MOON’S GREAT LEAP Two Koreas meet for the first time in two years Today, delegations from both Koreas will meet
MOON’S GREAT LEAP
Two Koreas meet for the first time in two years
Today, delegations from both Koreas will meet to discuss North Korea sending athletes to next month’s Winter Olympics in PyeongChang, South Korea.
The first governmental meeting between the neighbours in two years represents a breakthrough for Seoul, where President Moon Jae-in has been pressing for de-escalation since he came to power last May. A phone hotline between the two countries has also been restored.
While some, like US Secretary of State Rex Tillerson, are hopeful that the meeting will serve as a stepping stone to denuclearisation negotiations, others believe that the meeting will merely buy Kim Jong-un time to further develop weapons capabilities.
The meeting won’t address Pyongyang’s nuclear program but represents a win for Mr Moon’s sunshine policy approach. Seoul must next convince Washington that the Moon approach is worthwhile; last week’s agreement to postpone military exercises until after the Olympics represents progress on this front. Without US support, South Korea’s progressive president risks another “appeasement” rift with Mr Trump, a wedge that would suit Mr Kim’s interests.
Poland’s cabinet reshuffle could help soothe EU rupture
Poland’s new PM will announce a cabinet reshuffle at 1100 GMT today. The move comes exactly two months after the right-wing PiS government replaced PM Beata Szydlo with then-Finance Minister Mateusz Morawiecki.
Less than two years away from an election, Poland’s ultra-conservative government enjoys record support among voters, despite controversial reforms that challenge judicial independence and media plurality.
Brussels has reacted angrily to these measures, which it says threatens the rule of law in Poland. Last month, the European Commission began infringement proceedings under Article 7 of the EU Treaty to suspend Poland’s voting right in European decision-making bodies.
Interestingly, Mr Morawiecki will travel directly to Brussels for talks with Commission President Jean-Claude Juncker following today’s announcement.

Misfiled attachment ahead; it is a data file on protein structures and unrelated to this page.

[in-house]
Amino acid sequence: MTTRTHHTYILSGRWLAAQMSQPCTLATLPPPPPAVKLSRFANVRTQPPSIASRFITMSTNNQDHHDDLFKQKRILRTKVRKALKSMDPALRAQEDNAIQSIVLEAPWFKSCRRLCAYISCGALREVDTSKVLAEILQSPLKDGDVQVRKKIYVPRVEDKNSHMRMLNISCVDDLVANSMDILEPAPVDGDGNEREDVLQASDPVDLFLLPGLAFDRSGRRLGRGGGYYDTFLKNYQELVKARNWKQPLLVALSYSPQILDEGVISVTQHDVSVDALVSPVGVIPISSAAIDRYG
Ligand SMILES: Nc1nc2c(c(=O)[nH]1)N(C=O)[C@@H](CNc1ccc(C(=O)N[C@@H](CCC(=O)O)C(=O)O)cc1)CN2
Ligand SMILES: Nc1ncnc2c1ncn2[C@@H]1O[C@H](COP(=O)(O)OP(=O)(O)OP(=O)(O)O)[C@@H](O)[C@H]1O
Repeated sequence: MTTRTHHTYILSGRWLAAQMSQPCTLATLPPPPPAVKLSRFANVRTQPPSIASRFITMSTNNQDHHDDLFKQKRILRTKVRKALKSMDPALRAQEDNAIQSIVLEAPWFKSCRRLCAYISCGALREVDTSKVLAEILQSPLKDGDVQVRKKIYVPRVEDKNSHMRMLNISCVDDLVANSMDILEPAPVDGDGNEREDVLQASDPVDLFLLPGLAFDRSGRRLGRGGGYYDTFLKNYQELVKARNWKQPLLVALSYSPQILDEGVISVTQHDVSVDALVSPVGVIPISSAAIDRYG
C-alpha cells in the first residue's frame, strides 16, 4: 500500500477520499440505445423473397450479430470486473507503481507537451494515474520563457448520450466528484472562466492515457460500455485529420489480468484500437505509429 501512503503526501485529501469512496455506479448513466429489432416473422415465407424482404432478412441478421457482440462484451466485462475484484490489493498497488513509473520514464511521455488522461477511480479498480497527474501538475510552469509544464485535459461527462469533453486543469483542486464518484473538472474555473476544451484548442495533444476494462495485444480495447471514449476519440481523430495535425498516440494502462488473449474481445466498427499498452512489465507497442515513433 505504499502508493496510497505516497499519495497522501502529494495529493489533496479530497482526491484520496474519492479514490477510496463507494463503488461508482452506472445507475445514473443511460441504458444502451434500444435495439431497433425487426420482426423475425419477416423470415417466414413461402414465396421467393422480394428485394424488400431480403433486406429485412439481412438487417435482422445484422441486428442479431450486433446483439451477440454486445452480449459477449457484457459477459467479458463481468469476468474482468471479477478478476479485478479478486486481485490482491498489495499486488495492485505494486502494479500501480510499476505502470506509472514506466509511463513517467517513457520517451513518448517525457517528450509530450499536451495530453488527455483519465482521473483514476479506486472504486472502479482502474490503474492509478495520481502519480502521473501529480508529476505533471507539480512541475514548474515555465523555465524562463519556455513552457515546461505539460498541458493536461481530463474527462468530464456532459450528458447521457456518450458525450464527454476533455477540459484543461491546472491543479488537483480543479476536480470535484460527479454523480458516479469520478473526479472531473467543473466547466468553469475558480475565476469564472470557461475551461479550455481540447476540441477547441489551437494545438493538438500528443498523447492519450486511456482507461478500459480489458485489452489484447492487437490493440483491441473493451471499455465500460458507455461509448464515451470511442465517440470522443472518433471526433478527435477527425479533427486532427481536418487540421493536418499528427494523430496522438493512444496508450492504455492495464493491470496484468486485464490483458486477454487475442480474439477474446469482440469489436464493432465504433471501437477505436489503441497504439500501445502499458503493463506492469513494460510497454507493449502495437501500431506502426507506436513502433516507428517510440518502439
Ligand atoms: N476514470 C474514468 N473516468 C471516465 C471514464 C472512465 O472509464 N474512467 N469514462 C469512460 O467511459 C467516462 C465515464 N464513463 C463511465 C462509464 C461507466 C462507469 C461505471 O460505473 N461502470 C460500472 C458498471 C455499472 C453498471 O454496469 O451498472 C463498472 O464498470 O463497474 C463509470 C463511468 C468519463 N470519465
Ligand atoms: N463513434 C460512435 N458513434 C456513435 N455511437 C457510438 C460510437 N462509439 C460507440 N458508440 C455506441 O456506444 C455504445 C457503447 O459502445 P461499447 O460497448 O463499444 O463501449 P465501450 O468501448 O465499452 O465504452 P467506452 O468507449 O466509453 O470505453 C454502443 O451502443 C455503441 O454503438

Indeed, some changes may well help freeze the unfolding dispute. Current Environment Minister Jan Szyszko has clashed with Brussels over an increase in logging of the protected Bialowieza forest, sparking legal action by the bloc. His replacement with a more EU-friendly minister would build confidence ahead of important negotiations over Poland’s future in the EU.
Angola to partially float currency as reform effort takes hold
The first auction of the kwanza will be held today, days after authorities announced that Angola would abandon a US dollar peg. The kwanza is expected to depreciate by 20% to 30% but will be contained within an undefined trading band by the central bank.
Hit by lower oil prices, Angola’s economy has almost flat-lined in recent years. While growth is expected to rebound to 2.2% in 2018, structural reforms would attract foreign investment and boost private sector activity.
A partial float of the currency is one such reform. The government’s efforts to keep the kwanza’s US dollar peg have cost it a fifth of its foreign-exchange reserves over the past year, with resultant shortages hurting the private sector.
Today’s currency sale a sign that things are moving fast in Angola, which experienced its first power transition in 38 years last August. Newly installed President Joao Lourenco Lourenco has vowed to fight corruption, dismantle monopolies and open up Sub-Saharan Africa’s third-largest economy.
While welcomed by investors, dismantling monopolies would put the new president in conflict with his former boss, long-time leader Jose Eduardo Dos Santos, whose family and cronies control much of the economy. One future trigger point could be the all-important oil industry, which provides three quarters of government revenue and 90% of exports but is dominated by Dos Santos’ daughter.